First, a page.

We've ordered mail and it should be here around the end of the week. As much as anything, we wanted all our sailing magazines. We'll probably get our Cruising World and see how we look in living, although hobbled, color. We did get to see a photo copy of the page we're on, someone put a copy in the mail box in the market for us.
Once we get the mail, we'll probably head back up the Exumas from island to island. I'd like to locate some good fishing holes, although they are pretty slim here. Most people catch very few because there are so many fishermen and so much pressure, but I usually find a little niche where I can get a few. That won't happen here in Georgetown , though.
I want to take a minute to say thanks to all who write to us, even though I may not send a short note back like I used to. We still enjoy the notes and letters, actually, we look forward to them. However, at the cost of email here, it can get out of hand if I send a hundred short emails back. I'd rather just get them and then give a big group thanks. I hope no one is offended.
We'll get email again on Friday, so we'll be looking for news from anyone.
aboard Rainbow Chaser
The crew of Rainbow Chaser remains in George Town, Bahamas. At the moment there are several hundred boats here, and it is like a small community.
At 0815 on channel 68 on the VHF there is a Boaters Net. Any business, community activity, or individual boater can make an announcement. Announcements go from things people need to one boater who just says LOVE..LOVE..LOVE all things can be fixed with LOVE. Anyway, that's the start of our day.
For us the morning consists of school, and then in the afternoon, everyone converges on Volleyball Beach to sun, play volleyball, and just hang out. On Easter Saturday we did an egg dying party for all of the kids (MANY). then on Easter Sunday after the sunrise service we had an Easter egg hunt followed by a pot luck. On Easter Monday 160 cruisers got on several school buses and went to a Bar-B-Que supporting a church in Williamstown about 15 miles from George Town. It was great to see the rest of the island.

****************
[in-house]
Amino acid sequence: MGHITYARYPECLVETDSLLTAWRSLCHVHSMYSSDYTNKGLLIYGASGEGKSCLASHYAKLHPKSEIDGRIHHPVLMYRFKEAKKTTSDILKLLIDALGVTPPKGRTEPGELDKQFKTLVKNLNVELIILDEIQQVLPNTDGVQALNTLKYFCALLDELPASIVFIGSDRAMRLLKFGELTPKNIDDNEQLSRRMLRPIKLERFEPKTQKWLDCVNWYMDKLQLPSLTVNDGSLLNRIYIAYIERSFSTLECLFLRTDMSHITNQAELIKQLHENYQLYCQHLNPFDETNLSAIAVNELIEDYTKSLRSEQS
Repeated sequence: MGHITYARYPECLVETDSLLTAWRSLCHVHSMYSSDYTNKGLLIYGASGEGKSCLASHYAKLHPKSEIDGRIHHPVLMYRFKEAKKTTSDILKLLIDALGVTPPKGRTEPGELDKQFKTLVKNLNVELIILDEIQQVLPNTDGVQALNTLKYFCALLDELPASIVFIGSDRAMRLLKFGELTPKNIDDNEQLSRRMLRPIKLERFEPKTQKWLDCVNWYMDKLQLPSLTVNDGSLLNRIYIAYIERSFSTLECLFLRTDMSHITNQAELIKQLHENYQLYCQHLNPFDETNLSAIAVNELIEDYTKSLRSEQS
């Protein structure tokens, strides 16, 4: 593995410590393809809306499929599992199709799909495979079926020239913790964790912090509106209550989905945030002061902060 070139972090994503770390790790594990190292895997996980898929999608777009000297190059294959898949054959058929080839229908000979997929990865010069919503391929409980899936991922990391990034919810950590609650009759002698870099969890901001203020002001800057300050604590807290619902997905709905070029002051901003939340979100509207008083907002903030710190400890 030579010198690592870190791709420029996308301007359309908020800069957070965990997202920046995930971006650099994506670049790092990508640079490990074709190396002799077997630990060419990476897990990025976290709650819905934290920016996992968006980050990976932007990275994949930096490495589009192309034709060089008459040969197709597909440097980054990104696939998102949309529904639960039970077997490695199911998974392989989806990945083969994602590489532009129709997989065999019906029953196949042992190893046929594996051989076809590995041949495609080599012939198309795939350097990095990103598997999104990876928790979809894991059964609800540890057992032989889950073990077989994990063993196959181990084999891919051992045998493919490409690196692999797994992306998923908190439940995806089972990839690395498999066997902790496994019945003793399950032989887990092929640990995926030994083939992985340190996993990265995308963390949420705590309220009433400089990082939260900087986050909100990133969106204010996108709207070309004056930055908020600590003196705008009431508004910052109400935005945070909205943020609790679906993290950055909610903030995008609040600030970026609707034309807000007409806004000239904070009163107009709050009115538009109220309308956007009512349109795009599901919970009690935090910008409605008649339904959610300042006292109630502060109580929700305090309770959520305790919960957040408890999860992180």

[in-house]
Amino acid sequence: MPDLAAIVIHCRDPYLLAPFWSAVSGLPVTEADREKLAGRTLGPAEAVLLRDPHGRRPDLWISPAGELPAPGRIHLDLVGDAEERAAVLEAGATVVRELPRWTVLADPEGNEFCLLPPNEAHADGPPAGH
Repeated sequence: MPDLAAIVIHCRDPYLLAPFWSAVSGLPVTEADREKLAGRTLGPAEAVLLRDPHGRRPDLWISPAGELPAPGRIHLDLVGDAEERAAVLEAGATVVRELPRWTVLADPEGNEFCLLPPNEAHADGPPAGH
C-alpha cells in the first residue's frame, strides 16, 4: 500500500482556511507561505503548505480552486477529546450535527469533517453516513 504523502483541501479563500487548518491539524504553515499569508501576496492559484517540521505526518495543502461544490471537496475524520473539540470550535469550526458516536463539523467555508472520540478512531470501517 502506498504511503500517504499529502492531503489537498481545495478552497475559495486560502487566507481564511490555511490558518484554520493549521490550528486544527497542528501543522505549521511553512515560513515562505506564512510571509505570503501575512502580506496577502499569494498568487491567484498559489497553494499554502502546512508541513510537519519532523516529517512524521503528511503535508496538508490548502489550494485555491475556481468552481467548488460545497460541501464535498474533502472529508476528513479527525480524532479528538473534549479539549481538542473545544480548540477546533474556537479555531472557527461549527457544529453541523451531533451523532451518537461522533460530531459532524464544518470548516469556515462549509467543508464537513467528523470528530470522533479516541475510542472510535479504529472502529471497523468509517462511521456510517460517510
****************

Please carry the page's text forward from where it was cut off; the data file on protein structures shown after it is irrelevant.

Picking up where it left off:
It's funny, there is one main grocery store that also serves as the cruisers hub in George Town. Exuma Market. They collect mail for all of the boaters, send, and accept faxes. Everyone stops and chats outside. Anyway, the market was closed for Good Friday, Easter Sunday, and Easter Monday. On Thursday and Saturday it looked like a stateside store does before the warnings of a huge snowstorm (in the North), or an immanent hurricane in the Texas area. Even at the high prices the shelves were being cleaned out. It was like the locusts had hit. What was even better, the supply boat had just come in. It's amazing what creates an "event" here.
There is such a feeling of community, and in a sense security that it's incredible. Parents trade off baby sitting, people trade food, those without water get jugs left on their deck by the water fairy, it's a most interesting milieu.
For those of you interested in cruising, I would be untruthful if I didn't say it's A LOT of hard work, and sometimes sacrifices, but all in all it's more than worth it. This first year out has taught us a greet deal. What we need, and what we don't, what works, and what doesn't. After a couple of months down time we'll be ready, and even better prepared to set out again.
in George Town, Bahamas
Aboard Rainbow Chaser